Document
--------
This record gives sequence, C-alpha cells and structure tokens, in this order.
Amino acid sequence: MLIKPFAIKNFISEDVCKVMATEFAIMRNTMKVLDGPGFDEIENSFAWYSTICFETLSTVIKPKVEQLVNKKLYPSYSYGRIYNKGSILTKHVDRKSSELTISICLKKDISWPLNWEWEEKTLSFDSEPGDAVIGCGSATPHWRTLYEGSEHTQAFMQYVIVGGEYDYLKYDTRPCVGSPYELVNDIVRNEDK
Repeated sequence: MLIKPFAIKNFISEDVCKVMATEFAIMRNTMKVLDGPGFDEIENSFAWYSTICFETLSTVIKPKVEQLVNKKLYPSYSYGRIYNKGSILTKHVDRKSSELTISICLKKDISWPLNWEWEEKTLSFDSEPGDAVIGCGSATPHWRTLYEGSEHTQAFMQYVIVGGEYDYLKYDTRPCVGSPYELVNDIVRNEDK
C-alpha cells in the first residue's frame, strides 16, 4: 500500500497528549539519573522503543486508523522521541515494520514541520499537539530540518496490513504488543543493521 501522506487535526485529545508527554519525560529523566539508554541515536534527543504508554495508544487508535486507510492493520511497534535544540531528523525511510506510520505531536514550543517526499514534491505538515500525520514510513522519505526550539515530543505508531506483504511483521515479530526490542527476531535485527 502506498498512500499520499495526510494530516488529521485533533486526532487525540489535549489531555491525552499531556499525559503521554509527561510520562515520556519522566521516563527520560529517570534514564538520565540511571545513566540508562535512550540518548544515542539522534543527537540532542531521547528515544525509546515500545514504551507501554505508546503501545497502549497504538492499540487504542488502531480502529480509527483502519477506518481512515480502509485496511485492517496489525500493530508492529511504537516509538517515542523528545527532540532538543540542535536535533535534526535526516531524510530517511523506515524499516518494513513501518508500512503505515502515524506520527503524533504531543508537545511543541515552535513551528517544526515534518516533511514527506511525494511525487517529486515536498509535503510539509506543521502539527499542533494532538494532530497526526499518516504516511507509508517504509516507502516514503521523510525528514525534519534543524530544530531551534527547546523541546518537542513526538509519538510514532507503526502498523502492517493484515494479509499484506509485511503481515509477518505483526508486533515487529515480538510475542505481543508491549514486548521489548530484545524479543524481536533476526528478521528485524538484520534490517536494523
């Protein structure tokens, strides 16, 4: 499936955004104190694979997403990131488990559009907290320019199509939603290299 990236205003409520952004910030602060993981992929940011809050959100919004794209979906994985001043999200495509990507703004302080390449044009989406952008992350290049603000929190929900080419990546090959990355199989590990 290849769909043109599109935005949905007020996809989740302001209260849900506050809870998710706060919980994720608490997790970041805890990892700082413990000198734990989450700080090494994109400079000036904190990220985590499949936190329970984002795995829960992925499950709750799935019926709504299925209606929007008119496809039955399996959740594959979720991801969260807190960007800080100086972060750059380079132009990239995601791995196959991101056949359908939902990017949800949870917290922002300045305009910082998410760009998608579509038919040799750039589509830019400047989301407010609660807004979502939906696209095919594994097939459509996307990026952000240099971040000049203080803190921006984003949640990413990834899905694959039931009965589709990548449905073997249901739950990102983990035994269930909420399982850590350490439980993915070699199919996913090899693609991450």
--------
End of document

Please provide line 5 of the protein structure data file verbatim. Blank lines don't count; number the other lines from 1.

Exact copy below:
């Protein structure tokens, strides 16, 4: 499936955004104190694979997403990131488990559009907290320019199509939603290299 990236205003409520952004910030602060993981992929940011809050959100919004794209979906994985001043999200495509990507703004302080390449044009989406952008992350290049603000929190929900080419990546090959990355199989590990 290849769909043109599109935005949905007020996809989740302001209260849900506050809870998710706060919980994720608490997790970041805890990892700082413990000198734990989450700080090494994109400079000036904190990220985590499949936190329970984002795995829960992925499950709750799935019926709504299925209606929007008119496809039955399996959740594959979720991801969260807190960007800080100086972060750059380079132009990239995601791995196959991101056949359908939902990017949800949870917290922002300045305009910082998410760009998608579509038919040799750039589509830019400047989301407010609660807004979502939906696209095919594994097939459509996307990026952000240099971040000049203080803190921006984003949640990413990834899905694959039931009965589709990548449905073997249901739950990102983990035994269930909420399982850590350490439980993915070699199919996913090899693609991450």